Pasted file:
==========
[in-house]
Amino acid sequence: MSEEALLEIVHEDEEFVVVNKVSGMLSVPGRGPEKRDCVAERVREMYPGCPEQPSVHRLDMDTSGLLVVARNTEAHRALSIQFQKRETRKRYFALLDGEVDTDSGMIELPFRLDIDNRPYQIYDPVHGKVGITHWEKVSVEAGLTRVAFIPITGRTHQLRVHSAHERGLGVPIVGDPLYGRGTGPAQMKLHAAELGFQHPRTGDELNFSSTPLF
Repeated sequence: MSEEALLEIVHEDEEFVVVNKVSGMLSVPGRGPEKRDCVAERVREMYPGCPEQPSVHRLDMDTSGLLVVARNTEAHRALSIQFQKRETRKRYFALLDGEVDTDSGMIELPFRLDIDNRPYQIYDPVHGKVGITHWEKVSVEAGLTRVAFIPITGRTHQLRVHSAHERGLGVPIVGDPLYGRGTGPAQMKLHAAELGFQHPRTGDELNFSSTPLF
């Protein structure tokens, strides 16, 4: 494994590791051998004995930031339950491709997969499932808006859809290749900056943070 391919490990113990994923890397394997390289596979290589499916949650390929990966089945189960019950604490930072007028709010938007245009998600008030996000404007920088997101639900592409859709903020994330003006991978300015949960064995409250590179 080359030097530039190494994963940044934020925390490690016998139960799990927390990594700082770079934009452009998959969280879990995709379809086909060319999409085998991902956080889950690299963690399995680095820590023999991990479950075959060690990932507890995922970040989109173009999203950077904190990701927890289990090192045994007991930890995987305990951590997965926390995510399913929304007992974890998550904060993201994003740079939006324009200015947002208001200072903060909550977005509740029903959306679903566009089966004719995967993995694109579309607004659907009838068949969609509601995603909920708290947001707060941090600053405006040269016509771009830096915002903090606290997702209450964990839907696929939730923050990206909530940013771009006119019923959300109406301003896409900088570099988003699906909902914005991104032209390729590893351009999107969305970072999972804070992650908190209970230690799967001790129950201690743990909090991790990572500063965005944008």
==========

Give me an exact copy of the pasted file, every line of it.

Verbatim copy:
[in-house]
Amino acid sequence: MSEEALLEIVHEDEEFVVVNKVSGMLSVPGRGPEKRDCVAERVREMYPGCPEQPSVHRLDMDTSGLLVVARNTEAHRALSIQFQKRETRKRYFALLDGEVDTDSGMIELPFRLDIDNRPYQIYDPVHGKVGITHWEKVSVEAGLTRVAFIPITGRTHQLRVHSAHERGLGVPIVGDPLYGRGTGPAQMKLHAAELGFQHPRTGDELNFSSTPLF
Repeated sequence: MSEEALLEIVHEDEEFVVVNKVSGMLSVPGRGPEKRDCVAERVREMYPGCPEQPSVHRLDMDTSGLLVVARNTEAHRALSIQFQKRETRKRYFALLDGEVDTDSGMIELPFRLDIDNRPYQIYDPVHGKVGITHWEKVSVEAGLTRVAFIPITGRTHQLRVHSAHERGLGVPIVGDPLYGRGTGPAQMKLHAAELGFQHPRTGDELNFSSTPLF
């Protein structure tokens, strides 16, 4: 494994590791051998004995930031339950491709997969499932808006859809290749900056943070 391919490990113990994923890397394997390289596979290589499916949650390929990966089945189960019950604490930072007028709010938007245009998600008030996000404007920088997101639900592409859709903020994330003006991978300015949960064995409250590179 080359030097530039190494994963940044934020925390490690016998139960799990927390990594700082770079934009452009998959969280879990995709379809086909060319999409085998991902956080889950690299963690399995680095820590023999991990479950075959060690990932507890995922970040989109173009999203950077904190990701927890289990090192045994007991930890995987305990951590997965926390995510399913929304007992974890998550904060993201994003740079939006324009200015947002208001200072903060909550977005509740029903959306679903566009089966004719995967993995694109579309607004659907009838068949969609509601995603909920708290947001707060941090600053405006040269016509771009830096915002903090606290997702209450964990839907696929939730923050990206909530940013771009006119019923959300109406301003896409900088570099988003699906909902914005991104032209390729590893351009999107969305970072999972804070992650908190209970230690799967001790129950201690743990909090991790990572500063965005944008």